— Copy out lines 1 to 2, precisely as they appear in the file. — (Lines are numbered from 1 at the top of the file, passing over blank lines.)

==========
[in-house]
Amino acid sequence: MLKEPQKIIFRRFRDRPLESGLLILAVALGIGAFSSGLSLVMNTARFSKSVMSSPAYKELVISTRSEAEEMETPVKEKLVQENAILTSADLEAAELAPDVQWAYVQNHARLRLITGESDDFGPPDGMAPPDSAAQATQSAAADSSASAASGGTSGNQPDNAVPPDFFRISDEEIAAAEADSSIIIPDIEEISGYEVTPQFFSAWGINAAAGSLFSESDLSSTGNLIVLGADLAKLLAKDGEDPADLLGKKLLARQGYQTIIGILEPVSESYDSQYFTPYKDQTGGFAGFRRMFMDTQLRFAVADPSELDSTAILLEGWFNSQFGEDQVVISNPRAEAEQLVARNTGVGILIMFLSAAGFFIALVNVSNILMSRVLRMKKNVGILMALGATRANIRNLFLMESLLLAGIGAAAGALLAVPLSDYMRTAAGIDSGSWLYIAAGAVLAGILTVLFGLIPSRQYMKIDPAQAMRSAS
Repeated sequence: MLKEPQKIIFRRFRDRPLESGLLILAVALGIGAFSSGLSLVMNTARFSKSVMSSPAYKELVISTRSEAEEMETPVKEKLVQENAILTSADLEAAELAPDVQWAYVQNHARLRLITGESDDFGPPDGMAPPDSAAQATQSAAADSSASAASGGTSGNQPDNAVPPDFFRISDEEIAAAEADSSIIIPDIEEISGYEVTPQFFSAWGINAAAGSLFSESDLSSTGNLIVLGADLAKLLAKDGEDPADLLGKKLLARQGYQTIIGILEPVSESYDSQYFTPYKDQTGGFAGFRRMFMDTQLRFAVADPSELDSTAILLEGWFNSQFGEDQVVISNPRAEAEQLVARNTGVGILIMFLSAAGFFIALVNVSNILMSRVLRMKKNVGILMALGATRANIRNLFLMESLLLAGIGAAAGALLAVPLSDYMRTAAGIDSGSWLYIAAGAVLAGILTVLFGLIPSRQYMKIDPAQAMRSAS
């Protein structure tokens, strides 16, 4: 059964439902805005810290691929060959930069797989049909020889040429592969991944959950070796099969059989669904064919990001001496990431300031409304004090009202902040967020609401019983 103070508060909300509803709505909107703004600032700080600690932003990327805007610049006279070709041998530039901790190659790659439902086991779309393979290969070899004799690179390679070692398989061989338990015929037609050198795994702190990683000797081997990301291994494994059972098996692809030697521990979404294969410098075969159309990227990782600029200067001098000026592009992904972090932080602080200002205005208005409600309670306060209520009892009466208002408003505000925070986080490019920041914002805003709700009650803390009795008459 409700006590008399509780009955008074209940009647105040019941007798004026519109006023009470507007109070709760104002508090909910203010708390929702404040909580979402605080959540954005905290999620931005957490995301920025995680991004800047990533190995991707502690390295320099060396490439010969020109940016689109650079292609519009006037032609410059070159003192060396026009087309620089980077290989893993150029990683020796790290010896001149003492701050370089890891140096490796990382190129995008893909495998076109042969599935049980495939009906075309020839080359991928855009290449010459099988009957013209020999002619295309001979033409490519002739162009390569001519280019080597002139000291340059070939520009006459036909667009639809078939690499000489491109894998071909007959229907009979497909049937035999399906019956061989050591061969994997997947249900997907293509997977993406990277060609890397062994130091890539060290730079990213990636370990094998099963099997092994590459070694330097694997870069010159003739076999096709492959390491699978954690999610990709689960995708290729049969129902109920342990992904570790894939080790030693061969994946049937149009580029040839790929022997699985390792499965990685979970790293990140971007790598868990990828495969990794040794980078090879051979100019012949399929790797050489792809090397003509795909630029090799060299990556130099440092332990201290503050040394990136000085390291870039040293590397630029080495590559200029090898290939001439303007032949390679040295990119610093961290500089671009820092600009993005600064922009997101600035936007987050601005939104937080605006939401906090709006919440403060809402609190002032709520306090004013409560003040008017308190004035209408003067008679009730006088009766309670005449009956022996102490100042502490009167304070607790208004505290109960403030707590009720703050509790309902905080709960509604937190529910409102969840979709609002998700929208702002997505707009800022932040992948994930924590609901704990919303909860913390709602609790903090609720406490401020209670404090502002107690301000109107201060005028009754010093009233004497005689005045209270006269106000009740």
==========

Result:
[in-house]
Amino acid sequence: MLKEPQKIIFRRFRDRPLESGLLILAVALGIGAFSSGLSLVMNTARFSKSVMSSPAYKELVISTRSEAEEMETPVKEKLVQENAILTSADLEAAELAPDVQWAYVQNHARLRLITGESDDFGPPDGMAPPDSAAQATQSAAADSSASAASGGTSGNQPDNAVPPDFFRISDEEIAAAEADSSIIIPDIEEISGYEVTPQFFSAWGINAAAGSLFSESDLSSTGNLIVLGADLAKLLAKDGEDPADLLGKKLLARQGYQTIIGILEPVSESYDSQYFTPYKDQTGGFAGFRRMFMDTQLRFAVADPSELDSTAILLEGWFNSQFGEDQVVISNPRAEAEQLVARNTGVGILIMFLSAAGFFIALVNVSNILMSRVLRMKKNVGILMALGATRANIRNLFLMESLLLAGIGAAAGALLAVPLSDYMRTAAGIDSGSWLYIAAGAVLAGILTVLFGLIPSRQYMKIDPAQAMRSAS